Get regular medical care and Health Screening

    Doing regular self-exams and having screenings for cancers — such as cancer of the skin, colon, cervix and breast — can raise the chances of finding cancer early. That's when treatment is most likely to succeed. Ask a health care provider about the best cancer screening schedule for you.

    Avoid unnecessary exposure to radiation.

    Get medical imaging studies only when you need them. (Harvard Health)

    Check your home for residential radon, which increases the risk of lung cancer. Protect yourself from ultraviolet radiation in sunlight, which increases the risk of melanomas and other skin cancers. But don't worry about electromagnetic radiation from high-voltage power lines or radiofrequency radiation from microwaves and cell phones. They do not cause cancer.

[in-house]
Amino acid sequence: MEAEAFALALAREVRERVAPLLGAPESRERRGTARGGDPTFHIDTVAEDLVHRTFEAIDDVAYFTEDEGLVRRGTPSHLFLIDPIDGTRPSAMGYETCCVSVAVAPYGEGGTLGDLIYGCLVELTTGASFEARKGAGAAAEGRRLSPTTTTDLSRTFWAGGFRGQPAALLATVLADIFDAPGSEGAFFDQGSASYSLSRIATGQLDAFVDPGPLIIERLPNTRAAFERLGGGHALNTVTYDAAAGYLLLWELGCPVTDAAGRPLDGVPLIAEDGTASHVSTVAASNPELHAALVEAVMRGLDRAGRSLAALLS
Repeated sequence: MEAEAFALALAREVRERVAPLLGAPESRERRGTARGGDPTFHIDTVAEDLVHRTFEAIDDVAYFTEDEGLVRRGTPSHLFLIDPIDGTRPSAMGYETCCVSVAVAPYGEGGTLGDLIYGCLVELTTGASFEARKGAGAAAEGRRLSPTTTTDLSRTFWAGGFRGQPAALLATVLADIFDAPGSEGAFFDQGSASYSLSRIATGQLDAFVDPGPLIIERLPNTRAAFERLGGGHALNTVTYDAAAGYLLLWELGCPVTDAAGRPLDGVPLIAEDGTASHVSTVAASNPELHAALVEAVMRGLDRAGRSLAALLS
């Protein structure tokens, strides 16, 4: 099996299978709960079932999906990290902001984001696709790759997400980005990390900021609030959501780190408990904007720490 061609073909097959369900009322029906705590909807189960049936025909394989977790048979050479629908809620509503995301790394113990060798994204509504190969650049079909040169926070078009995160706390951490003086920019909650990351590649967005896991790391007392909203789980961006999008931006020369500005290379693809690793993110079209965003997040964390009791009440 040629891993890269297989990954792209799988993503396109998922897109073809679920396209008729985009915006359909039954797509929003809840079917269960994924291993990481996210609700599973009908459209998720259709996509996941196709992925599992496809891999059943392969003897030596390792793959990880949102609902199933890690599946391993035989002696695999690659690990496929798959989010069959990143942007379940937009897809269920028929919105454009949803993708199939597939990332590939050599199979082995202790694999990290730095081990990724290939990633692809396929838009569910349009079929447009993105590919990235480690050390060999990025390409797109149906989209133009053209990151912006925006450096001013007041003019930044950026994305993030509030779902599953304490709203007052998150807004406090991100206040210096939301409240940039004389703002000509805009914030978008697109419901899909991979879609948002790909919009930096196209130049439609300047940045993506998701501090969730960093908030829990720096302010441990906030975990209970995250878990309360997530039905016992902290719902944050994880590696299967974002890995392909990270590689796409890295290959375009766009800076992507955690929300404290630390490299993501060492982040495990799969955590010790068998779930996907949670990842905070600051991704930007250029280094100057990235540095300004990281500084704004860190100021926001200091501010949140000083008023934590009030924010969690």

Avoid exposure to environmental toxins and infections that contribute to cancer

    Avoid exposure to industrial and environmental toxins such as asbestos fibers, benzene, aromatic amines, and polychlorinated biphenyls (PCBs). (Harvard Health)

    Avoid infections that contribute to cancer, including hepatitis viruses, HIV, and the human papillomavirus. Many are transmitted sexually or through contaminated needles. (Harvard Health)

    Caution and Concern